Just over a week ago, I informed the Student Assembly that, although Cornell increasingly evaluates social and environmental factors along with financial considerations when making investment decisions regarding the endowment, we have no plans in the foreseeable future to divest from direct holdings or commingled funds in the fossil fuels industry, as proposed by the SA’s “Resolution 32: Toward a Responsible Endowment.”
Two broad issues have come to the forefront in discussions of Resolution 32:
1. The University’s proper role in advocating for or against political or social issues, specifically when — and whether — we should use our financial clout to advance agendas that fall outside our primary missions.
2. The practical consequences of divestment — namely, its effect on the Cornell endowment and, thus, on the University’s operating budget.
I believe that it is appropriate for the University to endorse socially-responsible investing that falls within our established parameters concerning risk and return. This could, in very specific and unusual circumstances, include selective divestment. There have been cases in the past where the risks to the endowment were manageable and where we thought our action would help accomplish a socially-responsible goal. A few years ago, for example, I recommended — and our Board of Trustees agreed — that we divest from oil companies doing business in the Sudan as a way to put pressure on the Sudanese government to end humanitarian abuses there.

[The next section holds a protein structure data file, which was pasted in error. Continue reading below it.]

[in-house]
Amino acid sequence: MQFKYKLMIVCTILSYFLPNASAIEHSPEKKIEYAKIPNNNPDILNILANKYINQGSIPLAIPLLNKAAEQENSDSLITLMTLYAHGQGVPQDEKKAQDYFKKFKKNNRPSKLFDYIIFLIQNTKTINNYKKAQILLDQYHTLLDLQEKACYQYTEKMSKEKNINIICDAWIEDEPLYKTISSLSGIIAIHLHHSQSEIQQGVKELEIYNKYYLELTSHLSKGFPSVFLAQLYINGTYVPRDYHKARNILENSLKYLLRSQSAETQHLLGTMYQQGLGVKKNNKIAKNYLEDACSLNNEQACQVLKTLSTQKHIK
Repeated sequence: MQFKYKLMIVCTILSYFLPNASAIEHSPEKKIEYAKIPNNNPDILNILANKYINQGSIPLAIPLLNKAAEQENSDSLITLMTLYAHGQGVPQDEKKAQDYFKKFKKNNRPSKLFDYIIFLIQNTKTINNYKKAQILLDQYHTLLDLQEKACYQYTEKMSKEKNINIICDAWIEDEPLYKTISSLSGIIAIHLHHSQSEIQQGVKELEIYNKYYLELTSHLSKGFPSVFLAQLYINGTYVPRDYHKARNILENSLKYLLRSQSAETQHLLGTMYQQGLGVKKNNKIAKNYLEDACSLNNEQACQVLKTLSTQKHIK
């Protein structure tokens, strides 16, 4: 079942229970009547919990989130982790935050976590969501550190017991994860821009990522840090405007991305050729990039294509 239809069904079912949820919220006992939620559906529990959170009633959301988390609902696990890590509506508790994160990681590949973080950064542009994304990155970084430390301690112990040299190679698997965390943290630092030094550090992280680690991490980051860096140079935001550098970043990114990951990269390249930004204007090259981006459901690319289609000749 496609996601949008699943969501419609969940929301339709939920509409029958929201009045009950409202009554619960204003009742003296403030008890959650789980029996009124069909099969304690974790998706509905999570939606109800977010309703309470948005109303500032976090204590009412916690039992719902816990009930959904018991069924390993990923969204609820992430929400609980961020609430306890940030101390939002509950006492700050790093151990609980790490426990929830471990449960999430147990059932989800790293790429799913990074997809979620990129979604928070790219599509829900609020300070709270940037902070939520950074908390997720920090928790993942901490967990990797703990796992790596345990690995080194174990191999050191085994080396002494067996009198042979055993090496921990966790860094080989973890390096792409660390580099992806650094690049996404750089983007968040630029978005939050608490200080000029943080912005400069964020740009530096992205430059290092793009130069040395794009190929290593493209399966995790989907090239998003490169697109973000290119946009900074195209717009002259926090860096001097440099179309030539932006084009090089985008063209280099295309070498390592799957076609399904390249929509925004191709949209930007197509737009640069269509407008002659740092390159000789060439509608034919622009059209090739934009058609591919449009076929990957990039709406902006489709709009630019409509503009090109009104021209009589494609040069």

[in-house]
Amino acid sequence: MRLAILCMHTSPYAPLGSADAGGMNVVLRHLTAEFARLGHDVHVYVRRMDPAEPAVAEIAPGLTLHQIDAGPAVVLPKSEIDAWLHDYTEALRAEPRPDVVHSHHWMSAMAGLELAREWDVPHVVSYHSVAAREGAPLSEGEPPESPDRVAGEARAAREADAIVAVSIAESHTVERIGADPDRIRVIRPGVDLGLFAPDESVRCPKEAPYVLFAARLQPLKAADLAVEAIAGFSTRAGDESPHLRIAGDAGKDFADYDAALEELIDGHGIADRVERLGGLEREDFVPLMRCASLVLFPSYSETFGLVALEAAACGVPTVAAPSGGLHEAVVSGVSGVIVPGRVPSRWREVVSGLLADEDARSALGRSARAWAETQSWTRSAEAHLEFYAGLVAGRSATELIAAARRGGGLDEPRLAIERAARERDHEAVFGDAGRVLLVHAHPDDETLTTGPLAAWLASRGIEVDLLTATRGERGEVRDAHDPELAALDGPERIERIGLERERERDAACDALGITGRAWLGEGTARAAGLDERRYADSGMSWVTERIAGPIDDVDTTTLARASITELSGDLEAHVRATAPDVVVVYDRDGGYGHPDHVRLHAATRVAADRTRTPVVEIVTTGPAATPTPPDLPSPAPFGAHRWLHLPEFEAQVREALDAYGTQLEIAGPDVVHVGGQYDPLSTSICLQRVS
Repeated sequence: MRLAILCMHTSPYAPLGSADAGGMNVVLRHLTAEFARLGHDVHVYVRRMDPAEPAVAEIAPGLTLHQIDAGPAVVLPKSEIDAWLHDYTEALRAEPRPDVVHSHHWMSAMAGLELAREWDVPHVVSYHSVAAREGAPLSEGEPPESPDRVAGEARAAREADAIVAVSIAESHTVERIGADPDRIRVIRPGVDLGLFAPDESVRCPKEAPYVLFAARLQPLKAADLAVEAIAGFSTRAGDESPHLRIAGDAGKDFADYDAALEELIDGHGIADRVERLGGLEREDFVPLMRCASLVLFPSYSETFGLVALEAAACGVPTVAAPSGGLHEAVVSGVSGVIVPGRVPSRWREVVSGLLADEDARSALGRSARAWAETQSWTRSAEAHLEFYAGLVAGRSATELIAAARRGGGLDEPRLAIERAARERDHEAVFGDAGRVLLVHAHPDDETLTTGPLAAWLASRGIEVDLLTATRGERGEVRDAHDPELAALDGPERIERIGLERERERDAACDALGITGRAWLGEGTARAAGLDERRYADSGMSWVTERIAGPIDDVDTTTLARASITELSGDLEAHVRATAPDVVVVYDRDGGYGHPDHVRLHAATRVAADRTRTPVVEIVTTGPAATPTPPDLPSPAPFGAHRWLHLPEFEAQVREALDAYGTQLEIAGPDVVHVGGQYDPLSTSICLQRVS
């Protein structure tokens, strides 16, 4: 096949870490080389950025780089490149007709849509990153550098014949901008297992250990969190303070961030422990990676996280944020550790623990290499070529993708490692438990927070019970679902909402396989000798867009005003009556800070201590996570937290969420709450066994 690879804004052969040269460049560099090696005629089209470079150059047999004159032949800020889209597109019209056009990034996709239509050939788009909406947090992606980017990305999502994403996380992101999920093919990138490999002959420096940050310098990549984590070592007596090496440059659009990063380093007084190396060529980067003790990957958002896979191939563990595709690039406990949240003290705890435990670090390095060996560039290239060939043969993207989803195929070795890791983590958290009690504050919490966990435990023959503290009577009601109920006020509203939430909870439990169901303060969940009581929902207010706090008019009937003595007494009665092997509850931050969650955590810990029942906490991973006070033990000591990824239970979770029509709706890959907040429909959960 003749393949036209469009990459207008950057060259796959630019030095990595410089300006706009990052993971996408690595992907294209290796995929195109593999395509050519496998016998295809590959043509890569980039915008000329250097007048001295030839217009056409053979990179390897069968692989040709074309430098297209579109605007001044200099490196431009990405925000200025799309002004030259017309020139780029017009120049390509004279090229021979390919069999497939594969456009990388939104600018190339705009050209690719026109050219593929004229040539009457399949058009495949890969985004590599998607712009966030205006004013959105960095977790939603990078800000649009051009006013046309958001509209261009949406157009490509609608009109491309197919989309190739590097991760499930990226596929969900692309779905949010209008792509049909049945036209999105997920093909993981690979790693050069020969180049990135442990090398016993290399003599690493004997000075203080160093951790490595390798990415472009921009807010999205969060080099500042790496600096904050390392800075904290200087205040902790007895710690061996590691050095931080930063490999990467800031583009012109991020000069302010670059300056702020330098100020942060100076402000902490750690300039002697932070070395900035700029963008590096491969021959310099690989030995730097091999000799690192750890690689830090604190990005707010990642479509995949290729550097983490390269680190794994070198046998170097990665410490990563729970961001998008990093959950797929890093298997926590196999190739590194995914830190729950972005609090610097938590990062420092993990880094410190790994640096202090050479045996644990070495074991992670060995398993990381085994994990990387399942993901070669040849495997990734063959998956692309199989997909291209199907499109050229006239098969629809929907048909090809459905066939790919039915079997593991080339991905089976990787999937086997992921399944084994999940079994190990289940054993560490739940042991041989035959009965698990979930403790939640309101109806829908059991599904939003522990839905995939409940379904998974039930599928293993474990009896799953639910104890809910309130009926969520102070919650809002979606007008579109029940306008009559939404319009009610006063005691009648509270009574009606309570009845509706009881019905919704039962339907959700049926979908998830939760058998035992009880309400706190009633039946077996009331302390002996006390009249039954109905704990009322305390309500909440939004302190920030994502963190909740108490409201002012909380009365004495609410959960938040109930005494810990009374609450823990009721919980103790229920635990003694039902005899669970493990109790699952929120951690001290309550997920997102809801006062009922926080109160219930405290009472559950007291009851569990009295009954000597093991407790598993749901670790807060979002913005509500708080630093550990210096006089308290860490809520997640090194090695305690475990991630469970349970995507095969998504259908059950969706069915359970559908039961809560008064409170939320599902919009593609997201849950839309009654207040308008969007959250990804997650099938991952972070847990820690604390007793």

With respect to fossil fuels, we currently consider portfolio managers for the endowment who participate in investments related to renewable energy, technological advances in the area of climate change and remediation and appropriate husbanding of natural resources. The Investment Office actively seeks investments in alternative energy strategies, as evidenced by our current $60 million allocation in renewable and alternative energy, sustainable forestry and environmental credit investments. We remain committed to identifying managers with alternative energy investment strategies that meet our endowment’s return and risk parameters, and Chief Investment Officer A.J. Edwards has been instructed to intensify his efforts to identify such investment opportunities.
Yet it is not always clear which actions will be most effective in achieving desired results or whether the benefits of certain actions are worth the cost. A generation ago, in the era of apartheid in South Africa, there was a strong movement on college campuses, including Cornell, to divest from companies doing business there. Some argued, convincingly, that divestment would put pressure on the South African government to institute reforms, while others argued, with equal conviction, that companies operating in South Africa were more likely to bring about change from within. Divestment forces eventually won out when their efforts helped lead to federal legislation that curbed new investments in South Africa and imposed a variety of other sanctions designed to pressure the South African government to end apartheid.